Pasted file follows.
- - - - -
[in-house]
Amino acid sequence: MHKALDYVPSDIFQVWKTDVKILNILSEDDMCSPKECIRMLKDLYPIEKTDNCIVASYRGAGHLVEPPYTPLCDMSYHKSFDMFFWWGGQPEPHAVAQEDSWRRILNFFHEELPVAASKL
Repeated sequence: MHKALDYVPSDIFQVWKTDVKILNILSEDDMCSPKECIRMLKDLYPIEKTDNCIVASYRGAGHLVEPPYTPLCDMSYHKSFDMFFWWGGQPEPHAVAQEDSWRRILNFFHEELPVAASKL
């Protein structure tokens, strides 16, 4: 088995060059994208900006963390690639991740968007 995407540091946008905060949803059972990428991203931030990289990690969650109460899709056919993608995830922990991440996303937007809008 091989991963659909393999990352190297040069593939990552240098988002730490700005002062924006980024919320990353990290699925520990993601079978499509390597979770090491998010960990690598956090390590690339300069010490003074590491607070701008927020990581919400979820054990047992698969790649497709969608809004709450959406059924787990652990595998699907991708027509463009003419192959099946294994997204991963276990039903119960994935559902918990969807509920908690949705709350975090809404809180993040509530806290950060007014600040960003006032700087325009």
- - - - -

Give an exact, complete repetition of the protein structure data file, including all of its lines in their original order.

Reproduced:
[in-house]
Amino acid sequence: MHKALDYVPSDIFQVWKTDVKILNILSEDDMCSPKECIRMLKDLYPIEKTDNCIVASYRGAGHLVEPPYTPLCDMSYHKSFDMFFWWGGQPEPHAVAQEDSWRRILNFFHEELPVAASKL
Repeated sequence: MHKALDYVPSDIFQVWKTDVKILNILSEDDMCSPKECIRMLKDLYPIEKTDNCIVASYRGAGHLVEPPYTPLCDMSYHKSFDMFFWWGGQPEPHAVAQEDSWRRILNFFHEELPVAASKL
């Protein structure tokens, strides 16, 4: 088995060059994208900006963390690639991740968007 995407540091946008905060949803059972990428991203931030990289990690969650109460899709056919993608995830922990991440996303937007809008 091989991963659909393999990352190297040069593939990552240098988002730490700005002062924006980024919320990353990290699925520990993601079978499509390597979770090491998010960990690598956090390590690339300069010490003074590491607070701008927020990581919400979820054990047992698969790649497709969608809004709450959406059924787990652990595998699907991708027509463009003419192959099946294994997204991963276990039903119960994935559902918990969807509920908690949705709350975090809404809180993040509530806290950060007014600040960003006032700087325009």